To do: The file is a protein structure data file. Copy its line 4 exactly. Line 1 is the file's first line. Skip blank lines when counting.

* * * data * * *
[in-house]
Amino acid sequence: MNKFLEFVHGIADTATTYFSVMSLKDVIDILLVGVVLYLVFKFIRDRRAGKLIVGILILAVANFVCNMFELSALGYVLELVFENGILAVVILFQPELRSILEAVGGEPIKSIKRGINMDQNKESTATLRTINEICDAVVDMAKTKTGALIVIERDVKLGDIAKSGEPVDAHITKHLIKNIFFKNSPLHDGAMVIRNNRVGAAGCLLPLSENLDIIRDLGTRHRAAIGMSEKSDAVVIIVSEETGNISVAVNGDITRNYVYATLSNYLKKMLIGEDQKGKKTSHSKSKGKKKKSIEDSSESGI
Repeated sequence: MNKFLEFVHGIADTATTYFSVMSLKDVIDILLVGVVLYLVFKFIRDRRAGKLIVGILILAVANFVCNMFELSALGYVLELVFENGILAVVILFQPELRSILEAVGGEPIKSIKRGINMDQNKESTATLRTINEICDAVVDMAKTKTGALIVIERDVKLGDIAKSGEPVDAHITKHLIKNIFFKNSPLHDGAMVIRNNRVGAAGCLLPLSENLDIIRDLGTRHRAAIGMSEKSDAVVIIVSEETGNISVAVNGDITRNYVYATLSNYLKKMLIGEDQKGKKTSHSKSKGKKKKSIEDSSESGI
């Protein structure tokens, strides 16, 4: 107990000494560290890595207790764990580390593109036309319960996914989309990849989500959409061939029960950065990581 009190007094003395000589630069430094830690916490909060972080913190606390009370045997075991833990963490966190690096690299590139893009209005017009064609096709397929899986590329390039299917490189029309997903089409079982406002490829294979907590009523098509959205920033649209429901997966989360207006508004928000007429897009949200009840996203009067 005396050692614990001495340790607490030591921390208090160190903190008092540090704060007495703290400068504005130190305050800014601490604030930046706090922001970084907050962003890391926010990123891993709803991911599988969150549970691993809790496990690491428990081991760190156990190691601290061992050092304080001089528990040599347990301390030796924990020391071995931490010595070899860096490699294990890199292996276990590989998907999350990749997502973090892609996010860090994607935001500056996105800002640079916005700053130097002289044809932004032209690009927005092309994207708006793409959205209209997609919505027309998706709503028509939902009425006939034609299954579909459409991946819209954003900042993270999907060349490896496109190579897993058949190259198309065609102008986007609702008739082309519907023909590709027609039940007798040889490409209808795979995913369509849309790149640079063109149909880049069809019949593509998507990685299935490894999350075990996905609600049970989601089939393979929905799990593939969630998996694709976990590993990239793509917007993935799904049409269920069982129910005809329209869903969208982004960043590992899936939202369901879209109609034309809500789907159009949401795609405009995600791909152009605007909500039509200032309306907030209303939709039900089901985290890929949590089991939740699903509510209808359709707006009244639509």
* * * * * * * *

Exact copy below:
């Protein structure tokens, strides 16, 4: 107990000494560290890595207790764990580390593109036309319960996914989309990849989500959409061939029960950065990581 009190007094003395000589630069430094830690916490909060972080913190606390009370045997075991833990963490966190690096690299590139893009209005017009064609096709397929899986590329390039299917490189029309997903089409079982406002490829294979907590009523098509959205920033649209429901997966989360207006508004928000007429897009949200009840996203009067 005396050692614990001495340790607490030591921390208090160190903190008092540090704060007495703290400068504005130190305050800014601490604030930046706090922001970084907050962003890391926010990123891993709803991911599988969150549970691993809790496990690491428990081991760190156990190691601290061992050092304080001089528990040599347990301390030796924990020391071995931490010595070899860096490699294990890199292996276990590989998907999350990749997502973090892609996010860090994607935001500056996105800002640079916005700053130097002289044809932004032209690009927005092309994207708006793409959205209209997609919505027309998706709503028509939902009425006939034609299954579909459409991946819209954003900042993270999907060349490896496109190579897993058949190259198309065609102008986007609702008739082309519907023909590709027609039940007798040889490409209808795979995913369509849309790149640079063109149909880049069809019949593509998507990685299935490894999350075990996905609600049970989601089939393979929905799990593939969630998996694709976990590993990239793509917007993935799904049409269920069982129910005809329209869903969208982004960043590992899936939202369901879209109609034309809500789907159009949401795609405009995600791909152009605007909500039509200032309306907030209303939709039900089901985290890929949590089991939740699903509510209808359709707006009244639509």